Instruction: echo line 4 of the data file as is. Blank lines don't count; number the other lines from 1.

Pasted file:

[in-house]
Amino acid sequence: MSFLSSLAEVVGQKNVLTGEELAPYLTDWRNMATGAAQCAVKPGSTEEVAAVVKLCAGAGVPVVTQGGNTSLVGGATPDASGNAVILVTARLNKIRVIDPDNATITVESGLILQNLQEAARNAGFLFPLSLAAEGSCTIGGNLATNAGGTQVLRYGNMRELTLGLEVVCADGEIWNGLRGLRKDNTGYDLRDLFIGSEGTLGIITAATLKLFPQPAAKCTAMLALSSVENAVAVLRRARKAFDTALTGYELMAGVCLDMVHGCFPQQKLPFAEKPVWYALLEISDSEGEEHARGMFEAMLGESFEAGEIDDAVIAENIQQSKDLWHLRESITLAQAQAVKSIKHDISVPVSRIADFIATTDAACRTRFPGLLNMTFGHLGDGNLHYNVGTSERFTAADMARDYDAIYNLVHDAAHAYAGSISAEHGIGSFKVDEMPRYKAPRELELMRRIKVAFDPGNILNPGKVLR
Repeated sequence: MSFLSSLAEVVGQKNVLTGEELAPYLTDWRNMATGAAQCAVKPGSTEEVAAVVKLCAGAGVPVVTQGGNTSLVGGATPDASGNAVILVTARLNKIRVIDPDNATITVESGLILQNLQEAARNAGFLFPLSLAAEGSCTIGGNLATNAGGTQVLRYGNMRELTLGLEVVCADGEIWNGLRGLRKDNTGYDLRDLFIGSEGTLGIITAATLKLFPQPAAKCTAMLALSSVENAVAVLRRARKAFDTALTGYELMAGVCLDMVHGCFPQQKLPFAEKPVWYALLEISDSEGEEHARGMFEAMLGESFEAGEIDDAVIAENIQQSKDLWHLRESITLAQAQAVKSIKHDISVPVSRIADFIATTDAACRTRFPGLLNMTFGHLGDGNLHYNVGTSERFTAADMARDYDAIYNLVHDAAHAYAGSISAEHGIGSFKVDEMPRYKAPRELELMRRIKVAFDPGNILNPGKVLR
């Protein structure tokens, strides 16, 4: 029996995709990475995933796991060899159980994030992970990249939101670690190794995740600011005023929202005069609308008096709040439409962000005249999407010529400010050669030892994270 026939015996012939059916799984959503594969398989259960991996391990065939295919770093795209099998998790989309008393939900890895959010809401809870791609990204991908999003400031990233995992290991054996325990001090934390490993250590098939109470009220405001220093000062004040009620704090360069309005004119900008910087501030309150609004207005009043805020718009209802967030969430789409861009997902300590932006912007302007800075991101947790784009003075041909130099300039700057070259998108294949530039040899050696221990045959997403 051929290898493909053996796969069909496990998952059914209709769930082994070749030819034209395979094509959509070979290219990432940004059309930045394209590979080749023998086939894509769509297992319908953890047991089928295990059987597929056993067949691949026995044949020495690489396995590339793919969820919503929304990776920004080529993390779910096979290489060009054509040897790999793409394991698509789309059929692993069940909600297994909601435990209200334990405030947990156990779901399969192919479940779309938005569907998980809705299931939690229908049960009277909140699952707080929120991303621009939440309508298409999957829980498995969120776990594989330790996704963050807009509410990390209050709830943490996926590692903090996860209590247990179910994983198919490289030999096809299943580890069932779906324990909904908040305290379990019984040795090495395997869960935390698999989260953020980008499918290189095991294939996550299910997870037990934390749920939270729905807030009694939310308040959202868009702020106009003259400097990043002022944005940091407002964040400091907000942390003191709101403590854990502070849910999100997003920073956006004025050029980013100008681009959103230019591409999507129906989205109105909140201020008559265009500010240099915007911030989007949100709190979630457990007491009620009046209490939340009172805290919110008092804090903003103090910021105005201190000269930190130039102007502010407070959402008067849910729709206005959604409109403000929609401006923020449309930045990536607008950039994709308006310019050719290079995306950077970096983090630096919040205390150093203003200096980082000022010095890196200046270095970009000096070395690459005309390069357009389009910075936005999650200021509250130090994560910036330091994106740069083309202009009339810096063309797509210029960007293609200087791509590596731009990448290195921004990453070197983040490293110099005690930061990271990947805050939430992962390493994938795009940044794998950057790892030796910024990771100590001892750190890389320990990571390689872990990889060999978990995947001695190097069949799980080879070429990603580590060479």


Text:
């Protein structure tokens, strides 16, 4: 029996995709990475995933796991060899159980994030992970990249939101670690190794995740600011005023929202005069609308008096709040439409962000005249999407010529400010050669030892994270 026939015996012939059916799984959503594969398989259960991996391990065939295919770093795209099998998790989309008393939900890895959010809401809870791609990204991908999003400031990233995992290991054996325990001090934390490993250590098939109470009220405001220093000062004040009620704090360069309005004119900008910087501030309150609004207005009043805020718009209802967030969430789409861009997902300590932006912007302007800075991101947790784009003075041909130099300039700057070259998108294949530039040899050696221990045959997403 051929290898493909053996796969069909496990998952059914209709769930082994070749030819034209395979094509959509070979290219990432940004059309930045394209590979080749023998086939894509769509297992319908953890047991089928295990059987597929056993067949691949026995044949020495690489396995590339793919969820919503929304990776920004080529993390779910096979290489060009054509040897790999793409394991698509789309059929692993069940909600297994909601435990209200334990405030947990156990779901399969192919479940779309938005569907998980809705299931939690229908049960009277909140699952707080929120991303621009939440309508298409999957829980498995969120776990594989330790996704963050807009509410990390209050709830943490996926590692903090996860209590247990179910994983198919490289030999096809299943580890069932779906324990909904908040305290379990019984040795090495395997869960935390698999989260953020980008499918290189095991294939996550299910997870037990934390749920939270729905807030009694939310308040959202868009702020106009003259400097990043002022944005940091407002964040400091907000942390003191709101403590854990502070849910999100997003920073956006004025050029980013100008681009959103230019591409999507129906989205109105909140201020008559265009500010240099915007911030989007949100709190979630457990007491009620009046209490939340009172805290919110008092804090903003103090910021105005201190000269930190130039102007502010407070959402008067849910729709206005959604409109403000929609401006923020449309930045990536607008950039994709308006310019050719290079995306950077970096983090630096919040205390150093203003200096980082000022010095890196200046270095970009000096070395690459005309390069357009389009910075936005999650200021509250130090994560910036330091994106740069083309202009009339810096063309797509210029960007293609200087791509590596731009990448290195921004990453070197983040490293110099005690930061990271990947805050939430992962390493994938795009940044794998950057790892030796910024990771100590001892750190890389320990990571390689872990990889060999978990995947001695190097069949799980080879070429990603580590060479």